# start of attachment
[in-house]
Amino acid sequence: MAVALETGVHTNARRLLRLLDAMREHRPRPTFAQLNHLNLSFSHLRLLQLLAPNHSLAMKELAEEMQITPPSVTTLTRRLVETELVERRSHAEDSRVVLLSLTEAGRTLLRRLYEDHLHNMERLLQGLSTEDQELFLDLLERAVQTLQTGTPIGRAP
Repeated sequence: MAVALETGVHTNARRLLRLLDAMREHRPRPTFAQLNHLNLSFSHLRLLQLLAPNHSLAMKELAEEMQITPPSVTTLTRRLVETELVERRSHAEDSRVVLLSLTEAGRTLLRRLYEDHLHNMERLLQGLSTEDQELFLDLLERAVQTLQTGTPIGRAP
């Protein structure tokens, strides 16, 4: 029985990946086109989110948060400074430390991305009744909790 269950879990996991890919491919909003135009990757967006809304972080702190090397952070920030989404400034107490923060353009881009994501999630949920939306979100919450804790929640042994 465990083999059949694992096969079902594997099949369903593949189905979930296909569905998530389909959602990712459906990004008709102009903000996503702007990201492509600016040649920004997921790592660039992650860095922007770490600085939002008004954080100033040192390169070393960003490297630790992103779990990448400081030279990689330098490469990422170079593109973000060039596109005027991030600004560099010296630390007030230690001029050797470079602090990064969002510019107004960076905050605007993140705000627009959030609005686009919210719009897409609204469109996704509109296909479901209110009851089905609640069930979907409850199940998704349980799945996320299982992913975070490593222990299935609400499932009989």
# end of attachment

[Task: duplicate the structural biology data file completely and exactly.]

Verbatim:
[in-house]
Amino acid sequence: MAVALETGVHTNARRLLRLLDAMREHRPRPTFAQLNHLNLSFSHLRLLQLLAPNHSLAMKELAEEMQITPPSVTTLTRRLVETELVERRSHAEDSRVVLLSLTEAGRTLLRRLYEDHLHNMERLLQGLSTEDQELFLDLLERAVQTLQTGTPIGRAP
Repeated sequence: MAVALETGVHTNARRLLRLLDAMREHRPRPTFAQLNHLNLSFSHLRLLQLLAPNHSLAMKELAEEMQITPPSVTTLTRRLVETELVERRSHAEDSRVVLLSLTEAGRTLLRRLYEDHLHNMERLLQGLSTEDQELFLDLLERAVQTLQTGTPIGRAP
């Protein structure tokens, strides 16, 4: 029985990946086109989110948060400074430390991305009744909790 269950879990996991890919491919909003135009990757967006809304972080702190090397952070920030989404400034107490923060353009881009994501999630949920939306979100919450804790929640042994 465990083999059949694992096969079902594997099949369903593949189905979930296909569905998530389909959602990712459906990004008709102009903000996503702007990201492509600016040649920004997921790592660039992650860095922007770490600085939002008004954080100033040192390169070393960003490297630790992103779990990448400081030279990689330098490469990422170079593109973000060039596109005027991030600004560099010296630390007030230690001029050797470079602090990064969002510019107004960076905050605007993140705000627009959030609005686009919210719009897409609204469109996704509109296909479901209110009851089905609640069930979907409850199940998704349980799945996320299982992913975070490593222990299935609400499932009989």